Interns everywhere could learn a lot from Elizabeth Williams (M.A. ’05). When Williams started working at the Nelson-Atkins Museum of Art while pursuing her master’s degree at UMKC, she was an intern. By the time she left, she was an assistant curator.
Today, Williams is the curator of Decorative Arts and Design at the Rhode Island School of Design Museum in Providence. The collection includes books, furniture, games, jewelry, musical instruments and even toys.
Williams says she has been drawn to art since she was a child, but as a practical person, appreciates art that also serves a useful purpose.
“They are those objects that have brought aesthetic presence and functional design to the tasks, routines, celebrations and rituals of everyday life for centuries; they tell the story of how we live.”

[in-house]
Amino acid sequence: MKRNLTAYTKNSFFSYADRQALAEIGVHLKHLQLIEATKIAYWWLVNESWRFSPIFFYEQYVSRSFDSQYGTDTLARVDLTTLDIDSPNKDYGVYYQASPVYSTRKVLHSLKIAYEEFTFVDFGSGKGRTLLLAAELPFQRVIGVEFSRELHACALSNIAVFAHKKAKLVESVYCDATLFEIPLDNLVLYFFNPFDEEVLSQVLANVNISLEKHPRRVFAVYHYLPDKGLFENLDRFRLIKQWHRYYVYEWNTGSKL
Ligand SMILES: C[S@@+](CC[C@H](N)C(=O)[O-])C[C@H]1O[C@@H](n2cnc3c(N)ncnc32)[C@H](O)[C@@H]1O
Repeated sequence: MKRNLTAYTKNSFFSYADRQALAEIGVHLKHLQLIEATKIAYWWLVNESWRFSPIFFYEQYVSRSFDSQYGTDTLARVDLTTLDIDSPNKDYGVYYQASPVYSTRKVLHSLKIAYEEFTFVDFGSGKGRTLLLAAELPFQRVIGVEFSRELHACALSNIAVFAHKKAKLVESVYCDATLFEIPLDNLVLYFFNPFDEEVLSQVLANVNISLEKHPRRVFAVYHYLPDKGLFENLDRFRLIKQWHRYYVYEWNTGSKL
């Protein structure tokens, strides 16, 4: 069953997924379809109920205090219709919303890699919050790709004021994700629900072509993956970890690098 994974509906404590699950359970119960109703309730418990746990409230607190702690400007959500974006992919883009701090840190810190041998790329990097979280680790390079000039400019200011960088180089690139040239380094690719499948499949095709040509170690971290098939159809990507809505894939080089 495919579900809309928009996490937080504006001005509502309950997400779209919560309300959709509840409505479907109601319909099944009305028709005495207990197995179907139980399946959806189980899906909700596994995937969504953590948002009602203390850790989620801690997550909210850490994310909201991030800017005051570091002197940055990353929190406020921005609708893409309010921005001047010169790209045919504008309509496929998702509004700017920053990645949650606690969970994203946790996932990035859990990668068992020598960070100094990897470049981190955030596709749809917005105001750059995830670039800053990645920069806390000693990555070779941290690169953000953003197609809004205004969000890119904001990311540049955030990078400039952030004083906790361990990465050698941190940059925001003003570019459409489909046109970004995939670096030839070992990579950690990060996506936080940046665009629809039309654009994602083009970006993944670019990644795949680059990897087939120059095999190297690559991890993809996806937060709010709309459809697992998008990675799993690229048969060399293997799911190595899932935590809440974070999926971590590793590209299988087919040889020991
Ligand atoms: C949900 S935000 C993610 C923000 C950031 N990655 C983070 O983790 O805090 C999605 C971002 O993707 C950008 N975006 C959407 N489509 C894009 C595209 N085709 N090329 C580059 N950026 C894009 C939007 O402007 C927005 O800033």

Williams specializes in decorative arts, specifically 18th and 19th century silver. Precious metals are interesting, she says, because societies use them to create some of their most important and sacred objects.
“Silver can be made into simple vessels or implements, or the most grand of presentations,” she says. “It survives and endures through the passage of time, but can be — and was — readily melted down for a new creation or used for its intrinsic monetary value in time of need.”
As caretaker of more than 27,000 pieces of art, Williams says one of her most important roles is that of storyteller.
“The goal is to share an interesting story with your visitors that engages a wide range of audiences from a number of perspectives.”